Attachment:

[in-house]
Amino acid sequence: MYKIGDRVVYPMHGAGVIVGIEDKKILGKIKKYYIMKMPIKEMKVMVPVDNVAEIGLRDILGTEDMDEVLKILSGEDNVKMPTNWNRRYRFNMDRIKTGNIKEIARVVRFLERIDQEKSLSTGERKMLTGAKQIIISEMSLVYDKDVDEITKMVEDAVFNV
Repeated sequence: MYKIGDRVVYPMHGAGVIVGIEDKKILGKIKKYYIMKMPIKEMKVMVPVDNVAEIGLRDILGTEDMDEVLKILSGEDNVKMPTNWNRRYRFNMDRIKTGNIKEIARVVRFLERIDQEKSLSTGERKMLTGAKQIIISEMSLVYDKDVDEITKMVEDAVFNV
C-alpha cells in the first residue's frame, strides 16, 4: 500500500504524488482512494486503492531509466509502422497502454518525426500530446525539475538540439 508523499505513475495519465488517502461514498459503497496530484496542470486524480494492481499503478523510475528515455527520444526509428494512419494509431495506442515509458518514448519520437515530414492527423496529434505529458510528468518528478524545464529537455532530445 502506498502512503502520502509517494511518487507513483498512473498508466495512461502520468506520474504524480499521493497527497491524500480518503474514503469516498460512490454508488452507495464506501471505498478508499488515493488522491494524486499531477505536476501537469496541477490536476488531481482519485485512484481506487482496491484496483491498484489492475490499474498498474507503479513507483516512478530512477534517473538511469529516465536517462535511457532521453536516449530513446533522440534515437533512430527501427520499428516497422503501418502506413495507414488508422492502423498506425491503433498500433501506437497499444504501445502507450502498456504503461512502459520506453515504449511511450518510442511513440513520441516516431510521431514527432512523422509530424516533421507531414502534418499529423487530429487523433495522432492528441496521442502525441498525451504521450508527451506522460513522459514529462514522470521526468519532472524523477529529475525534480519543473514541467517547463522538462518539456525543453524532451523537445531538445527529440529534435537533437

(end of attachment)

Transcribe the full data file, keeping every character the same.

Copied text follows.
[in-house]
Amino acid sequence: MYKIGDRVVYPMHGAGVIVGIEDKKILGKIKKYYIMKMPIKEMKVMVPVDNVAEIGLRDILGTEDMDEVLKILSGEDNVKMPTNWNRRYRFNMDRIKTGNIKEIARVVRFLERIDQEKSLSTGERKMLTGAKQIIISEMSLVYDKDVDEITKMVEDAVFNV
Repeated sequence: MYKIGDRVVYPMHGAGVIVGIEDKKILGKIKKYYIMKMPIKEMKVMVPVDNVAEIGLRDILGTEDMDEVLKILSGEDNVKMPTNWNRRYRFNMDRIKTGNIKEIARVVRFLERIDQEKSLSTGERKMLTGAKQIIISEMSLVYDKDVDEITKMVEDAVFNV
C-alpha cells in the first residue's frame, strides 16, 4: 500500500504524488482512494486503492531509466509502422497502454518525426500530446525539475538540439 508523499505513475495519465488517502461514498459503497496530484496542470486524480494492481499503478523510475528515455527520444526509428494512419494509431495506442515509458518514448519520437515530414492527423496529434505529458510528468518528478524545464529537455532530445 502506498502512503502520502509517494511518487507513483498512473498508466495512461502520468506520474504524480499521493497527497491524500480518503474514503469516498460512490454508488452507495464506501471505498478508499488515493488522491494524486499531477505536476501537469496541477490536476488531481482519485485512484481506487482496491484496483491498484489492475490499474498498474507503479513507483516512478530512477534517473538511469529516465536517462535511457532521453536516449530513446533522440534515437533512430527501427520499428516497422503501418502506413495507414488508422492502423498506425491503433498500433501506437497499444504501445502507450502498456504503461512502459520506453515504449511511450518510442511513440513520441516516431510521431514527432512523422509530424516533421507531414502534418499529423487530429487523433495522432492528441496521442502525441498525451504521450508527451506522460513522459514529462514522470521526468519532472524523477529529475525534480519543473514541467517547463522538462518539456525543453524532451523537445531538445527529440529534435537533437